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Local athletes conquered in 2008
A season in the life of North Kitsap sports, January to June recap.
Buc girls basketball: Bring it on
In its first year out of the blocks the 2008 Kingston High School basketball team set the standard high for future teams. What can be said? A first-year program, a first-year team and a new coach did the near impossible. The Kingston Buccaneers girls basketball team put Kingston on the map as they rocked it all season long, qualifying for the state tournament. The Bucs went two and out at the tournament but they took a bite and have the hunger and skills for return trip after return trip. They capped last season as the Olympic league 2A champions and placed second at districts. Head coach Kevin Strozier was voted Olympic League coach of the year.
Olé, olé, olé! KHS soccer stars are born
Not to be outdone by the girls basketball team, and to show the world of Washington high school sports Kingston’s got the goods, the boys soccer team put the smack down. It’s a Cinderella story of sorts. A first year program and team of a few starters, but a lot of leftovers, under the direction of one of the county’s most notable coaches, Craig Smith, advanced to the quarterfinals of the state tournament last spring. The Kingston community rallied around the team to host the state quarterfinal game, which was knotted 1-1 at the end of two five-minute golden goal overtimes. The Sehome Mariners won the contest 2-1 after a kick off. “It’s disappointing, that’s all I can say, but at least it came down to us not leaving anything on the field,” said super-star senior goal keeper Devin Langaker. “I think for our first year we set the bar high for Kingston High School and I think it’s a pretty big accomplishment for the whole team. I’m proud of every one of them.”
Senior captain Chris Hall had a similar outlook.
“This was only our second loss this year,” Hall said. “We are the most successful team in Kingston High School history. Be proud of that guys.”
So close they could taste it
Sometimes in the world of sports there are issues far more important than winning and losing, or making the state tournament for that matter. The Vikes were one win shy of advancing to the state basketball playoffs, but finished a tremendously successful season, 14-11.
For North Kitsap High Vikings head boys basketball coach Tony Chisholm what mattered most was the way his team conducted itself on the wood.
“I was very proud of how we played the game last night,” Chisholm said of the Vikes season ending game against the Tide of Gig Harbor. “I told the team, ‘Hey you have every right to walk out of the locker room with a smile on your face because you know you gave 110 percent and played with pride and character. Those are things you can’t buy and you brought them up within yourself.’”
This year the Vikings are fleshed out with 10 seniors and two juniors. State playoffs, here come the Vikings.
NKSD’s got the runners to beat
Two NKSD runners, North Kitsap High’s Siara Byers, and Kingston High’s Ruby Roberts, set school records, won meets and more or less were just awesome during last spring’s track season.
Then sophomore sprinting super star Byers shattered the school’s 100-meter record twice. She first set the 100-meter standard on May 9 at the Narrows League Championships when she ran the race in 12.68 seconds. At the district championship meet Byers shattered her own 100-meter record time as she tore down the track in 12.4 seconds. Byers finished the race in fifth place.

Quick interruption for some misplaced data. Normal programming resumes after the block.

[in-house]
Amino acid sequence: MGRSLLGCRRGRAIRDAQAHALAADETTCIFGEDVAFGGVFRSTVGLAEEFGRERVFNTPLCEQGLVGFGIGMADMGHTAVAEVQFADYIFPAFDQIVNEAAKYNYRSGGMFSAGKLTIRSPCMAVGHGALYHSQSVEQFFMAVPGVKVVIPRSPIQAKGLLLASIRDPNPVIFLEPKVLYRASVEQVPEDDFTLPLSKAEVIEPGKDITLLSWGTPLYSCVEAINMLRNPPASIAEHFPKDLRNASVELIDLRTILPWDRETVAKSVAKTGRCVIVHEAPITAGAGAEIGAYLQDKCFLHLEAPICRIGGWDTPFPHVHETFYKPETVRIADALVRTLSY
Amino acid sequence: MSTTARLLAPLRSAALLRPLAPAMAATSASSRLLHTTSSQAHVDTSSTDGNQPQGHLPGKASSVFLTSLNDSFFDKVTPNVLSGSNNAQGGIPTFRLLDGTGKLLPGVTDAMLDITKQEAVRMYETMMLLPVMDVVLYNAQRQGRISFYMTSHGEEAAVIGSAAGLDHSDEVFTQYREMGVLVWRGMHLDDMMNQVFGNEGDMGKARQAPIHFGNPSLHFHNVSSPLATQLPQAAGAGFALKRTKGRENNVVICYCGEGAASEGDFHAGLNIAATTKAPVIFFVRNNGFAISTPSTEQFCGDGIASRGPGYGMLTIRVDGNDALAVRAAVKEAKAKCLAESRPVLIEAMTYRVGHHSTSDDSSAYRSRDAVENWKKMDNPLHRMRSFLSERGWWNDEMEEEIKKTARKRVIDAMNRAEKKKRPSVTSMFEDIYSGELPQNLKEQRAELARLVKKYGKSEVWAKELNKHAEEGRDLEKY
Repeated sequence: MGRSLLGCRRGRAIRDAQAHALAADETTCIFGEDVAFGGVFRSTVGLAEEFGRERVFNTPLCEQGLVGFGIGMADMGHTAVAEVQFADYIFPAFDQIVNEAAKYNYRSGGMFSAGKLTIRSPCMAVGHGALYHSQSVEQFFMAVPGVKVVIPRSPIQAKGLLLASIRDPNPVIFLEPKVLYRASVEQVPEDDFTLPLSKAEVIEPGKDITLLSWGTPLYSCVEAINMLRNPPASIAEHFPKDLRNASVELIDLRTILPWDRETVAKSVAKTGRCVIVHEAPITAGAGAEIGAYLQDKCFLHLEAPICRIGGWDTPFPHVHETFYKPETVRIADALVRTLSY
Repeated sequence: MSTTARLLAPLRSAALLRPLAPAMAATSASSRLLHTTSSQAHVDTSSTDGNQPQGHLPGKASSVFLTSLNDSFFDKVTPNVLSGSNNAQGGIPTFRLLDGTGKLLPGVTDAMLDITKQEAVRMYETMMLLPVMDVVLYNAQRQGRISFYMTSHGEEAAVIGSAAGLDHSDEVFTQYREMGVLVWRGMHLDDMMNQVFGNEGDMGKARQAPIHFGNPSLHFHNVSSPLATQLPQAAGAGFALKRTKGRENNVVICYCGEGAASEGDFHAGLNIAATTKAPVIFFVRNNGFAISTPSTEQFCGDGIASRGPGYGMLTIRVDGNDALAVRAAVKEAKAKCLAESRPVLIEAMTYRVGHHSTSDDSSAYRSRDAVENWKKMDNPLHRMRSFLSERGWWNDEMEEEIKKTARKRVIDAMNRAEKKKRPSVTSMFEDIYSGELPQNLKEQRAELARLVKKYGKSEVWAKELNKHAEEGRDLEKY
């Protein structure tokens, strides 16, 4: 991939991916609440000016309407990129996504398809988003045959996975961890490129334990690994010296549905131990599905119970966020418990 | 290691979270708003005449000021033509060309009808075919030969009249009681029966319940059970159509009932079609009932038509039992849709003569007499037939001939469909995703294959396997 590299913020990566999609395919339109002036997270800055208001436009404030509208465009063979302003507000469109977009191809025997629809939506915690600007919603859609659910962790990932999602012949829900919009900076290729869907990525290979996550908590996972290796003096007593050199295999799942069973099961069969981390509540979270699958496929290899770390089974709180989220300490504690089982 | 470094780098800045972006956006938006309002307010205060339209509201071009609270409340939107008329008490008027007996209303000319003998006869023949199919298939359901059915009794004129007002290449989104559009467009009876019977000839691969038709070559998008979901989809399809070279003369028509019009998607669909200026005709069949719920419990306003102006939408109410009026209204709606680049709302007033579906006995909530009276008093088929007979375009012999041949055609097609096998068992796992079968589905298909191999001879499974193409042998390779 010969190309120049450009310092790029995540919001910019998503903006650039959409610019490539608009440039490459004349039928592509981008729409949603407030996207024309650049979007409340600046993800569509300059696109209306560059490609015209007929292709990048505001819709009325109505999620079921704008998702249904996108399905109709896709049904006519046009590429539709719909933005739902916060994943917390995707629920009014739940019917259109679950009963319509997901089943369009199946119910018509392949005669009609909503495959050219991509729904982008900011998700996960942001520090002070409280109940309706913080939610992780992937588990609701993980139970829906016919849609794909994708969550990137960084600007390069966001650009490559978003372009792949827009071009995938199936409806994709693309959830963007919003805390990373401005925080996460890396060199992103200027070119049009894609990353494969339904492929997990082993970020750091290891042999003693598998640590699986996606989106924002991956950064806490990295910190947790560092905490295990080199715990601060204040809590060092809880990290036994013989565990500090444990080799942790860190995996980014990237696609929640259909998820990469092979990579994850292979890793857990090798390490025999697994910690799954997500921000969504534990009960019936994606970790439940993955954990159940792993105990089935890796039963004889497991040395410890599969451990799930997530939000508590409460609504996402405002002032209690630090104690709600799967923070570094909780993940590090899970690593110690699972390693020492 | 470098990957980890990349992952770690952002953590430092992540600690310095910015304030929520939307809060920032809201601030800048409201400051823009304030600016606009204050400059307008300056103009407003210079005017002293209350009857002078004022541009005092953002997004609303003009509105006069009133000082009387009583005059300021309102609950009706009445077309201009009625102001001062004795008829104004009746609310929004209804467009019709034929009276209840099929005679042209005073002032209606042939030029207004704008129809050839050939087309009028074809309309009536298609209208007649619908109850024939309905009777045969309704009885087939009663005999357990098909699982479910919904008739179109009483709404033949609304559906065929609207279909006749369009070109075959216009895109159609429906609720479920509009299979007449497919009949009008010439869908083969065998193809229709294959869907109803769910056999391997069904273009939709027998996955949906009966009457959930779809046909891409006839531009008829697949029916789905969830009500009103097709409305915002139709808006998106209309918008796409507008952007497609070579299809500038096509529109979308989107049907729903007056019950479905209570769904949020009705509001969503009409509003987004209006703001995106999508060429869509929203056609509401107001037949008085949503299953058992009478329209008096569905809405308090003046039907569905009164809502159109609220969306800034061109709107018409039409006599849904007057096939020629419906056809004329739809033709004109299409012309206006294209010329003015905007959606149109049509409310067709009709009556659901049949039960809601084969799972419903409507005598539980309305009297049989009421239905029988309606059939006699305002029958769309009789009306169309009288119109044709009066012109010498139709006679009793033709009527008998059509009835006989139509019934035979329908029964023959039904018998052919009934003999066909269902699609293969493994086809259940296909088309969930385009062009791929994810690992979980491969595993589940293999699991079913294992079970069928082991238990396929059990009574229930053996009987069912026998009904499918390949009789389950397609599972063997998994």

“She’s so fast,” said coach David Snyder. “She’s the fastest North Kitsap girl ever and probably the fastest in the county for a long time to come.”
Byers went on to place seventh in the 100 at the 4A state track and field meet, finishing the race in 12.41 seconds.
Roberts crossed the final two finish lines of her sophomore year high school track season in awe-inspiring and record-shattering style, similar to the way she ran all season long.
She’s Kingston High School’s first state champion, one of the fastest distance runners in the state, and proud owner of two impressive personal records. Roberts won the 1600-meter run at state, a race she hasn’t lost since the seventh grade. She also ran the personal-record-setting race of her life, finishing the mile in 4:59.76 seconds. Roberts placed second at state in the 3200, but once again her time was the ultimate reward, finishing the race in 10:59.15.
Could’ve been so beautiful
Generally when a new high school within the same district opens the senior class is kept together or given a choice.
However, when Kingston High School opened the seniors were split, leaving a losing legacy for the sport teams.
North Kitsap High School’s teams struggled, but for a few individual athletes, and the story’s the same at KHS except for the girl’s basketball, boy’s soccer and baseball teams.
While coaches may have been frustrated and fans not as entertained, the senior athletes paid the highest price.
In KHS summary: “Most of the time there wasn’t fan support because the teams lost,” said KHS senior football, basketball and track team member Jack Clearman. “Sports would have done a lot better. Boy’s soccer would have won state, the football team would have been really good and girl’s basketball could have gone further.”
In NKHS summary: “We lost. Losing sucks that’s pretty much all it is,” said senior soccer, basketball and fastpitch team member Ashley Tobin.